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Handwritten Character Recognition using Hidden Markov ModelsPowerPoint Presentation

Handwritten Character Recognition using Hidden Markov Models

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Handwritten Character Recognition using Hidden Markov Models. Quantifying the marginal benefit of exploiting correlations between adjacent characters and words. Optical Character Recognition. Rich field of research with many applicable domains

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### Handwritten Character Recognition using Hidden Markov Models

Quantifying the marginal benefit of exploiting correlations between adjacent characters and words

Optical Character Recognition

- Rich field of research with many applicable domains
- Off-line vs. On-line (includes time-sequence info)
- Handwritten vs. Typed
- Cursive vs. Hand-printed
- Cooperative vs. Random Writers
- Language-specific differences of grammar and dictionary size

- We focus on off-line mixed-modal English data set with mostly handwritten and some cursive data
- Observation is monochrome bitmap representation of each letter with segmentation problem already solved for us (but poorly)
- Pre-processing of dataset for noise filtering and normalizations of scale also assumed done

Common Approaches to OCR

- Statistical Grammar Rules and Dictionaries
- Feature Extraction of observations
- Global features: Moments and invariants of image (e.g., percentage of pixels in certain region, measuring curvature)
- Local features: Group windows around image pixels

- Hidden Markov Models
- Used mostly in cursive domain for easy training and to avoid segmentation issues
- Most HMMs use very large models with words as states, combined with above approaches, which is more applicable to domains of small dictionary size with other restrictions

Visualizing the Dataset

- Data Collected from 159 subjects with varying styles, printed and cursive
- Missing first letter of each word to simplify capital letters
- Each character represented by 16x8 array of bits
- Character meta-data includes correct labels and end-of-word boundaries
- Pre-processed into 10 cross-validation folds

Our Approach: HMMs

- Primary Goal: Quantify the impact of correlations between adjacent letters and words
- Secondary Goal: Learn an accurate classifier for our data set
- Our Approach: Use a HMM and compare to other algorithms
- 26 states of HMM each represent letter of alphabet
- Supervised learning of model with labeled data
- Prior probabilities and transition matrix learned by frequency of letters in training
- Learning algorithm for emission probabilities uses Naive Bayes assumption (i.e., pixels conditionally independent given the letter)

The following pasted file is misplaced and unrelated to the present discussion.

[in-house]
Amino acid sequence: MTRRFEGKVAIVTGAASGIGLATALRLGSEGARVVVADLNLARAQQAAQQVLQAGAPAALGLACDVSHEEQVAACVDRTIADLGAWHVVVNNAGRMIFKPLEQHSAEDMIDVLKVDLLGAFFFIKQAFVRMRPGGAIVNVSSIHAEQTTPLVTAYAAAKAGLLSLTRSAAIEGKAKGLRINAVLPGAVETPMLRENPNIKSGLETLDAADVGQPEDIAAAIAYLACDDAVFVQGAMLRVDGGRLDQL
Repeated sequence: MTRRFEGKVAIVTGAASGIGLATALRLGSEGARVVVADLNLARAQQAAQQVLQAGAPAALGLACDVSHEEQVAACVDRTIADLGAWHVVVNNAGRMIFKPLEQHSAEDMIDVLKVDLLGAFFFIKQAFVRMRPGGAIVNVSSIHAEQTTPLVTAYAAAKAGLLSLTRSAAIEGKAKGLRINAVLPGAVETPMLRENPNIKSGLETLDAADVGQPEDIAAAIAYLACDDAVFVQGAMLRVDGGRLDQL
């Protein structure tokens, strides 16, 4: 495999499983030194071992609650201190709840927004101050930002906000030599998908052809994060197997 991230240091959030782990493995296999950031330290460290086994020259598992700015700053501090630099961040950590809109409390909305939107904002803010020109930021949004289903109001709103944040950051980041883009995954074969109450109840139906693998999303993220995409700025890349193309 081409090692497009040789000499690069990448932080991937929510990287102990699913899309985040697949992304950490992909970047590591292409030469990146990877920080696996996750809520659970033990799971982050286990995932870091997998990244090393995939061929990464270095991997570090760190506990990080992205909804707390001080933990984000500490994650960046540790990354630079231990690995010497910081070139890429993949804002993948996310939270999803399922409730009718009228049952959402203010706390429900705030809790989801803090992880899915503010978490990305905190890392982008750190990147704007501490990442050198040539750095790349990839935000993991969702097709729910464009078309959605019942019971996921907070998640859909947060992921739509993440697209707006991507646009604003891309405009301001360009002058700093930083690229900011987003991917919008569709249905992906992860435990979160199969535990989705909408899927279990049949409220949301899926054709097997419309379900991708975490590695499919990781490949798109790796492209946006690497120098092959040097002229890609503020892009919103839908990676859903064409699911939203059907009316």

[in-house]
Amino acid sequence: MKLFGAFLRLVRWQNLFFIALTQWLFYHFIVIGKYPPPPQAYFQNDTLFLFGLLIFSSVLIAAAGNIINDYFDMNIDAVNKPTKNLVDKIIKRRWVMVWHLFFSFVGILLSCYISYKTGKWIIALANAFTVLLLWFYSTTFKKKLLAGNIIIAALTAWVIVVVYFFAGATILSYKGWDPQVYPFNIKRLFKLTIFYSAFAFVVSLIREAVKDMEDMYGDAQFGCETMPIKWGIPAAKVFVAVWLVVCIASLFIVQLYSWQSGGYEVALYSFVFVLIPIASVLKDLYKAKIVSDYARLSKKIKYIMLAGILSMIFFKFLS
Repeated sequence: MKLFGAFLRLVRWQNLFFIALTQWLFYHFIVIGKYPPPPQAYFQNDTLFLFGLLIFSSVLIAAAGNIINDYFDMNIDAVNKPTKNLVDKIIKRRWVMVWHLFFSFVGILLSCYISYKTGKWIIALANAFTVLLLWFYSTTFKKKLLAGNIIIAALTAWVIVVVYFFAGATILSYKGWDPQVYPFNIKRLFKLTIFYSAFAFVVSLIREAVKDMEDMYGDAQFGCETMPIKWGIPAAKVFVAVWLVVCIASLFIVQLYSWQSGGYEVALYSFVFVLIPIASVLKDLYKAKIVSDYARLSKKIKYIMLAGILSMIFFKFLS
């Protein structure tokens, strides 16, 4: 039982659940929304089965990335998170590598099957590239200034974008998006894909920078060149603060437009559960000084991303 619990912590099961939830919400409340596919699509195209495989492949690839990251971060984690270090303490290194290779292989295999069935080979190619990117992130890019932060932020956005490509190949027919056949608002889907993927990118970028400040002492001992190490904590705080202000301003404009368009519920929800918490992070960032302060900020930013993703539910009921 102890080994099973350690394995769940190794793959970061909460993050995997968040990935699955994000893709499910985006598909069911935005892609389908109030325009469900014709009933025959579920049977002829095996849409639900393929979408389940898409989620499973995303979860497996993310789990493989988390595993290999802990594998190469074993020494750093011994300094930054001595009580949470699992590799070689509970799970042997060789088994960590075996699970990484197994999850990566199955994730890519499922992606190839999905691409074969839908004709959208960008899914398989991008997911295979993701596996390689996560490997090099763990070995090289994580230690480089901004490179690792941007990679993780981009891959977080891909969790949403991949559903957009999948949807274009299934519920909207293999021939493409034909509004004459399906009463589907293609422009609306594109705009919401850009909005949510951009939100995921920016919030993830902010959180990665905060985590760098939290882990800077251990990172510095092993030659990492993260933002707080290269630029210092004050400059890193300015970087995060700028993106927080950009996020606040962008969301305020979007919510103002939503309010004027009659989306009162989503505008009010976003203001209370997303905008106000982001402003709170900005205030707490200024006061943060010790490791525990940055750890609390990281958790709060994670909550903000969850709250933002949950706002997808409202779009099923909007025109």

- Viterbi algorithm predicts most probable sequence of states given the observed character pixel maps

Algorithms and Optimizations

- Learning algorithms implemented and tested:
- Baseline Algorithm: Naïve Bayes Classifier (no HMM)
- Algorithm 2: NB with maximum probable classification over a set of shifted observations
- Motivation was to compensate for correlations between adjacent pixels not included in Naïve Bayes assumption

- Algorithm 3: HMM with NB assumption
- Fix for incomplete data: Examples ‘hallucinated’ prior to training

- Algorithm 4: Optimized HMM with NB assumption
- Ignore effects of inter-word transitions when learning HMM

- Algorithm 5: Dictionary Creation and Lookup with NB assumption (no HMM)
- Geared toward specific data set with small dictionary size, but less generalizable to more constrained data sets with larger dictionaries

Alternative Algorithms and Experimental Setup

- Other variants considered but not implemented:
- Joint Bayes parameter estimation (too many probabilities to learn, 2^128 vs. 3,328)
- HMM with 2nd-order Markov assumption (exponential in number of Viterbi paths)
- Training Naïve Bayes over a set of shifted and overlayed observations (preprocessing to create thicker boundary)

- All experiments run with 10-fold cross-validation
- Results given as averages with standard deviations

Conclusions

- Naïve Bayes classifier did pretty good on its own (62.7% accuracy - 15x better than random classifier!)
- Classification on shifted data did worse since we lost data on edges!
- Small dictionary size of dataset affected results:
- Optimized HMM w/ NB achieves 71% accuracy
- Optimizations only marginally significant because of dataset
- More simple and flexible approach for achieving impressive results on other datasets

- Dictionary approach is almost perfect with 99.3% accuracy!
- Demonstrates additional benefit of exploiting domain constraints, grammatical or syntactic rules
- Not always feasible: dictionary may be unknown, too large, or the data may not be predictable

- Optimized HMM w/ NB achieves 71% accuracy

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